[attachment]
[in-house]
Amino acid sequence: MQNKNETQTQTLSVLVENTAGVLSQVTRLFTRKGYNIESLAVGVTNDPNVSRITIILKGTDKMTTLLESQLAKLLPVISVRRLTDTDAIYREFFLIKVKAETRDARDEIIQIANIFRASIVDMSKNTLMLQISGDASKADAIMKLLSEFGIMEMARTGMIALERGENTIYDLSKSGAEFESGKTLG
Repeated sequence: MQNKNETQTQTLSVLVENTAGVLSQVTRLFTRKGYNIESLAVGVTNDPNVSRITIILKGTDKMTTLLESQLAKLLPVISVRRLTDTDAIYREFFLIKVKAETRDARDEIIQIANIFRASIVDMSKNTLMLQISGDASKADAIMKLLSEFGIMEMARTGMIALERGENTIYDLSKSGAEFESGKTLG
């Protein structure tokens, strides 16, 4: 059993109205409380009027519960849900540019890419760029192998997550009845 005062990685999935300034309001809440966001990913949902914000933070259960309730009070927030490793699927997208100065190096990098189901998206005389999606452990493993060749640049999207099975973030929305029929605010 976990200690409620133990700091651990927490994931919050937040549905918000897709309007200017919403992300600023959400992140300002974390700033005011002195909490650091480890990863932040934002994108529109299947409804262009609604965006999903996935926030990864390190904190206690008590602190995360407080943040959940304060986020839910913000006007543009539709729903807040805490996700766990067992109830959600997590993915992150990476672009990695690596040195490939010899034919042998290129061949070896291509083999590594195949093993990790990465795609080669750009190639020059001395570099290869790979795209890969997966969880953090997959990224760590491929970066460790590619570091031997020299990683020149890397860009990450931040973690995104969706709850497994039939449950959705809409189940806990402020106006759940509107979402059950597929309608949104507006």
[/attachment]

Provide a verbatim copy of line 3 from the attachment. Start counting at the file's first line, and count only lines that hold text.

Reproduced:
Repeated sequence: MQNKNETQTQTLSVLVENTAGVLSQVTRLFTRKGYNIESLAVGVTNDPNVSRITIILKGTDKMTTLLESQLAKLLPVISVRRLTDTDAIYREFFLIKVKAETRDARDEIIQIANIFRASIVDMSKNTLMLQISGDASKADAIMKLLSEFGIMEMARTGMIALERGENTIYDLSKSGAEFESGKTLG